§ 7.53 p.m.
VISCOUNT MASSEREENE AND PERRARD
My Lords, at this late hour I am sure your Lordships would not wish me to embark on a long dissertation on the rights of the Irish peerage, especially since to do so would prejudge the issue if, as I hope, the House will allow my Motion to go through unopposed. Therefore I beg to move that the Petition of the Earl of Antrim and eleven other Irish Peers, presented on the 15th of December last, be referred to the Committee for Privileges.
§ Moved, That the Petition of the Earl of Antrim and eleven other Irish Peers, presented on the 15th of December last, be referred to the Committee for Privileges.—(Viscount Massereene and Ferrard.)
§ THE LORD CHANCELLOR (LORD GARDINER)
My Lords, the position with regard to the Motion before the House would seem to be as follows. The Union with Ireland Act, 1800, provided that 28 of the Irish Peers were to be elected for life by all the Irish Peers to sit and vote 573 on the part of Ireland in the House of Lords in the Parliament of the United Kingdom. No new Irish Peers have been created since 1898, when for some reason an Irish barony was conferred on George Nathaniel Curzon.
The Act provided that the election was to take place on a writ issued to the Lord Chancellor of Ireland to cause the Clerk of the Crown and Hanaper in Ireland to hold the election. Since the constitution of the Irish Free State in the early 1920s, Ireland no longer exists, the Lord Chancellor of Ireland no longer exists and the Clerk of the Crown and Hanaper in Ireland no longer exists. It follows that there has been no further election, and the last elected Irish Peer died in 1961.
In these circumstances, it is said, on the one side, that the Irish Peers still have a right to sit, or for some of them to sit, in your Lordships' House, and that all that is required is that your Lordships' House should provide machinery of election to replace the machinery of election which was, it is said, inadvertently removed by the Acts constituting the Irish Free State. On the other side, it is said that Irish Peers cannot now sit in this House "on the part of Ireland" because there is no longer any such place; and, further, that to replace the machinery of election provided by the Act of Union cannot be done by this House alone, but only by Parliament, and that no Government has been prepared to take that course.
The matter was fully considered by the Joint Committee on House of Lords Reform in 1962. That Committee had before it memoranda by the Official Group, by the noble Lord, Lord Dunboyne, and by other noble Lords interested. The Committee expressed themselves asnot in favor of the revival of ant form of representation for the peerage of Ireland in the House of Lords".On that footing, they considered that they should be fully eligible to sit in the House of Commons. Accordingly, in the debate in your Lordships' House on the Peerage Bill in 1963, an Amendment was moved in the sense contended for in the Petition, but the Amendment was lost by 90 to 8. It was on the footing that the Trish Peers were not eligible to sit in your Lordships' House that the Peerage Act made the 574 Irish Peers fully eligible to sit in the House of Commons. Now the matter is raised again.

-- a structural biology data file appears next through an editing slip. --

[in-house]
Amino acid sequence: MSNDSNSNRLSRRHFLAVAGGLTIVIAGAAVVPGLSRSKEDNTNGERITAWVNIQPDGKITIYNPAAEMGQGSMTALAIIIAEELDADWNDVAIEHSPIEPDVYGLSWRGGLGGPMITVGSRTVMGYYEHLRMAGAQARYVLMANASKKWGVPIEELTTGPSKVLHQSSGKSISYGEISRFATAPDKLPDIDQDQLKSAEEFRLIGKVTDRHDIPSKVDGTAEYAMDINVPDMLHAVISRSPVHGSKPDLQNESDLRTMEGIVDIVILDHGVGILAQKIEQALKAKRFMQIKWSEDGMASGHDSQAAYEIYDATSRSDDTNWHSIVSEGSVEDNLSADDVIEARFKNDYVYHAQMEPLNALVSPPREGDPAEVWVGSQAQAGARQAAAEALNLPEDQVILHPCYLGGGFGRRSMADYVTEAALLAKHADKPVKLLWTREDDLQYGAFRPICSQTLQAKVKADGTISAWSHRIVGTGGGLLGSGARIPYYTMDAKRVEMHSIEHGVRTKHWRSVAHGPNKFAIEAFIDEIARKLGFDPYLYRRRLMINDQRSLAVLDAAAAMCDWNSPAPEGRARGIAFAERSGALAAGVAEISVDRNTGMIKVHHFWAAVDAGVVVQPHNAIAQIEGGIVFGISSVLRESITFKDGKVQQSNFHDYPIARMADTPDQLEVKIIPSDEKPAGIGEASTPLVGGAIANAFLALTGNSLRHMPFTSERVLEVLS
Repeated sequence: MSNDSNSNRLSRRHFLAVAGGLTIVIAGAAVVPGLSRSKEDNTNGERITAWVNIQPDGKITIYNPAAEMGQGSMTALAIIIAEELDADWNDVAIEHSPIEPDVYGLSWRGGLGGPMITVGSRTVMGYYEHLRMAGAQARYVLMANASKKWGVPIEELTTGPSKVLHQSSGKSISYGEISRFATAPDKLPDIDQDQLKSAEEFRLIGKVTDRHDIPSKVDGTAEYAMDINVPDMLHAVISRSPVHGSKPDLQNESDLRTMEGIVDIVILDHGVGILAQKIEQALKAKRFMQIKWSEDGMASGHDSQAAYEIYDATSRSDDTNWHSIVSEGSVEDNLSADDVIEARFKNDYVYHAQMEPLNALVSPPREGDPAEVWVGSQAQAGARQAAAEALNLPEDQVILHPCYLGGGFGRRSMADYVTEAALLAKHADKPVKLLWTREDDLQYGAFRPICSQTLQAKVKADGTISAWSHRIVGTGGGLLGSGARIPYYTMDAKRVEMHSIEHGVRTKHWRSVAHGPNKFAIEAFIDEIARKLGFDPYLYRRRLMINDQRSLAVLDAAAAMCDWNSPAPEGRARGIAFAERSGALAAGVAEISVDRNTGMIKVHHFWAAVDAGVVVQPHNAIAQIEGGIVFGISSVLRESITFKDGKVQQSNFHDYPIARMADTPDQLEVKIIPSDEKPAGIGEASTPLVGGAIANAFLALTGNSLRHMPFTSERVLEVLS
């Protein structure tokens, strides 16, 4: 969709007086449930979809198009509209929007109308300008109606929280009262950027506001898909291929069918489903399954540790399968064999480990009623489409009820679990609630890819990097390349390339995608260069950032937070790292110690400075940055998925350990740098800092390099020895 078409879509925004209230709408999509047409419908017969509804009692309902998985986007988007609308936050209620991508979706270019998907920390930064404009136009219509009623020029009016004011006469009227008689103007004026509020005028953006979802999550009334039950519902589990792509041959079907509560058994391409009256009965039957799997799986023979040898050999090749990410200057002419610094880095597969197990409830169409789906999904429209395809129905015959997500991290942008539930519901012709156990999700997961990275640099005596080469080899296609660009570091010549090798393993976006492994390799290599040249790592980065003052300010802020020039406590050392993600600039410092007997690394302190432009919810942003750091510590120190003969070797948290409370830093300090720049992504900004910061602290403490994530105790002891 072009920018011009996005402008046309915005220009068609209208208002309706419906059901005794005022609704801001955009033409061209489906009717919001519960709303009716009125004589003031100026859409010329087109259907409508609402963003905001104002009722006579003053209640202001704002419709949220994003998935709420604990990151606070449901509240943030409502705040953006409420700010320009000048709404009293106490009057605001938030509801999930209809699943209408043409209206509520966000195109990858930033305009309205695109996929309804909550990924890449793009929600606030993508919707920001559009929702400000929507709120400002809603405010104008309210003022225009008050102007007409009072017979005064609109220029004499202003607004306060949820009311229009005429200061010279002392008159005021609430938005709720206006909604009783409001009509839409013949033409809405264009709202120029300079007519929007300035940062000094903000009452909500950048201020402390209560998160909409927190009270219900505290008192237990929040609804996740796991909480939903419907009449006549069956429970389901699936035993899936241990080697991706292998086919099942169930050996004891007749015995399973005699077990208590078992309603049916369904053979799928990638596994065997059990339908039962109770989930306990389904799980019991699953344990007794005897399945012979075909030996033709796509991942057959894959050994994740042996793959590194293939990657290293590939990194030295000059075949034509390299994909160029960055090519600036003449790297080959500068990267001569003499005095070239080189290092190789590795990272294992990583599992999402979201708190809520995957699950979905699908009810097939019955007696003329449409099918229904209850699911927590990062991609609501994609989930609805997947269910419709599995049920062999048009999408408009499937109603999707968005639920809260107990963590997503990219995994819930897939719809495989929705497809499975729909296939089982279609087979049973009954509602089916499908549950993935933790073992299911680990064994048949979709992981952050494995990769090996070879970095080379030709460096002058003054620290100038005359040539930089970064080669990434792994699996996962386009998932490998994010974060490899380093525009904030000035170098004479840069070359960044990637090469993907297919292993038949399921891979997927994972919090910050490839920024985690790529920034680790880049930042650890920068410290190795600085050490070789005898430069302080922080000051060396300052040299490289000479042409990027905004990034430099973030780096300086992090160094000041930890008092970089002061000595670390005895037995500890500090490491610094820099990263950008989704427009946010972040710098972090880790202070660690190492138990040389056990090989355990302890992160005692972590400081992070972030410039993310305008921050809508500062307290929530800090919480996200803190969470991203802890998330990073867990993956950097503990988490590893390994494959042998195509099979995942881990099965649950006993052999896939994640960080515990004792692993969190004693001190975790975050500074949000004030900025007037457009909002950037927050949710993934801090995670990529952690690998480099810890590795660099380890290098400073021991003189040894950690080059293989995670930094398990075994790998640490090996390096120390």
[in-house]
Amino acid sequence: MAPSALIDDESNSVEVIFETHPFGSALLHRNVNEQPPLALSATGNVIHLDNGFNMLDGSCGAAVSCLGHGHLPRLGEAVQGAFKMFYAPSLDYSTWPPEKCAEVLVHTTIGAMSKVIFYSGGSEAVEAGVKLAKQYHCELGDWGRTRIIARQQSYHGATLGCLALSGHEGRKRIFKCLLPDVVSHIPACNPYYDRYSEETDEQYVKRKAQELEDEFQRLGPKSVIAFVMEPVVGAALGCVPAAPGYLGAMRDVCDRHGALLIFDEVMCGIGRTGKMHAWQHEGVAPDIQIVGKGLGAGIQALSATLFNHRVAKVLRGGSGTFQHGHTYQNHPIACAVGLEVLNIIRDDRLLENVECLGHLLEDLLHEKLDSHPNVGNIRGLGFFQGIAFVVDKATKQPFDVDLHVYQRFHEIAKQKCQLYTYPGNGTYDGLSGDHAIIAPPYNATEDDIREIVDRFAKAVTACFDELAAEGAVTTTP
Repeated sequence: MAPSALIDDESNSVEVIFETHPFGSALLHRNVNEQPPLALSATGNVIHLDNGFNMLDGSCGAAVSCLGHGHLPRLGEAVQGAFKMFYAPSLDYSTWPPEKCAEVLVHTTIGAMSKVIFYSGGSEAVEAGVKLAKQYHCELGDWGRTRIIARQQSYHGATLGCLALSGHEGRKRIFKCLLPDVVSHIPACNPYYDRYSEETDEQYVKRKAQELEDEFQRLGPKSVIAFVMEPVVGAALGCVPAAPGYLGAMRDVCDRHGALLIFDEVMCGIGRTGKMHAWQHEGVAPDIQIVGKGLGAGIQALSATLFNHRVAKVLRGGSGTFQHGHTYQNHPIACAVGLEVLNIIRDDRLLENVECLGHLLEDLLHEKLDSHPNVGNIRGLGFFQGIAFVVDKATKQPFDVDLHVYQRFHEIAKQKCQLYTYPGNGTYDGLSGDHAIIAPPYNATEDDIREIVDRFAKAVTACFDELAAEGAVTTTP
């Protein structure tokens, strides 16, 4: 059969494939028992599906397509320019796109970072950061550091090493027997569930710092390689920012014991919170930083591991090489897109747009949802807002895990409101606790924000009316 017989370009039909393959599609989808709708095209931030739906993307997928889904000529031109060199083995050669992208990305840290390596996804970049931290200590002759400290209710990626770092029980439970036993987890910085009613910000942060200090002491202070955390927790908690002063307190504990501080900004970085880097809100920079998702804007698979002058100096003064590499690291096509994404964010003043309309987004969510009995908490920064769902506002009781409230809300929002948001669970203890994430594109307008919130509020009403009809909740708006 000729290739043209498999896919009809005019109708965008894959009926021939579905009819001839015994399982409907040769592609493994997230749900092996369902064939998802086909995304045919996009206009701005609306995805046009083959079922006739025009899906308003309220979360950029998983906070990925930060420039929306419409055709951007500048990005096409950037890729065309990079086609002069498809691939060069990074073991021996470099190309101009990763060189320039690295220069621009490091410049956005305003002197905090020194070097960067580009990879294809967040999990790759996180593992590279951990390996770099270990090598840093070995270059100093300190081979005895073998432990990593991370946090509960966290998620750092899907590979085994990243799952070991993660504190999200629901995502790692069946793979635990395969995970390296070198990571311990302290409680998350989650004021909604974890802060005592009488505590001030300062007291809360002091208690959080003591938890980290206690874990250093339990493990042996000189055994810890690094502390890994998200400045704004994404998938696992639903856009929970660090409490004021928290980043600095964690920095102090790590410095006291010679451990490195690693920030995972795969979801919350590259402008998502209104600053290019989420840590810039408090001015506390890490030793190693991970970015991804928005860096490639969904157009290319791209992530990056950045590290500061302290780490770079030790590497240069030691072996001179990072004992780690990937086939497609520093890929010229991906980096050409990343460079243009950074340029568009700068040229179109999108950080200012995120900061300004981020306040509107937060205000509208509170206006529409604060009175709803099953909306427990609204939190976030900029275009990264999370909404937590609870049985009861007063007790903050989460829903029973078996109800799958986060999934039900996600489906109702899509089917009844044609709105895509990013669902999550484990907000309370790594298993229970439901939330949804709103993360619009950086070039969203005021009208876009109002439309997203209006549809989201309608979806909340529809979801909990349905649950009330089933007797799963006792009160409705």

The view of the Government on this Motion is as follows. This is a Petition to recognise the right of certain persons to sit as Peers in your Lordships' House, and the Motion now before the House is a Motion to refer such a Petition to the Committee for Privileges. There is no known precedent for such a Petition not to be referred to the Committee for Privileges. The Petitioners say that, while they have put their claim before, it has never been argued by counsel, as it would be before the Committee for Privileges; nor have their legal rights ever been fully enquired into.
The Government feel that the claim of the Petitioners is one which will probably continue to be raised from time to time unless a full inquiry into the claim is made, and that the Committee for Privileges is the proper body to make that inquiry. They also have in mind the fact that such Petitions appear never to have been rejected out of hand, but always to be referred to that Committee. The Government therefore advise the House to accept the Motion. In doing so, the Government must make it plain that the fact that they do not propose to divide the House against the Motion must not be taken to mean that the Government agree that the Petitioners have a good case, or, indeed, any arguable case. But, so long as that is made clear, if the matter is going to the Committee for Privileges your Lordships will no doubt agree that it would be undesirable that the merits or demerits of the Petitioners' case should be further debated.
§ THE EARL OF LISTOWEL
My Lords, I should like to remind your Lordships that in the event of the House deciding to refer this Petition to the Committee for Privileges Standing Order 55 places on myself, as Chairman of Committees, the responsibility of taking the Chair, not only of a Committee of the Whole House but of all other Committees of the House unless the House otherwise directs. As the holder of an Irish Peerage, it does not seem to me altogether appropriate that I should take the Chair at meetings of the Committee for Privileges while it is considering the Petition of the Irish Peers. I would therefore ask the leave 575 of the House to be excused from taking the Chair during the proceedings of the Committee while it is considering this Petition.
§ On Question, Motion agreed to.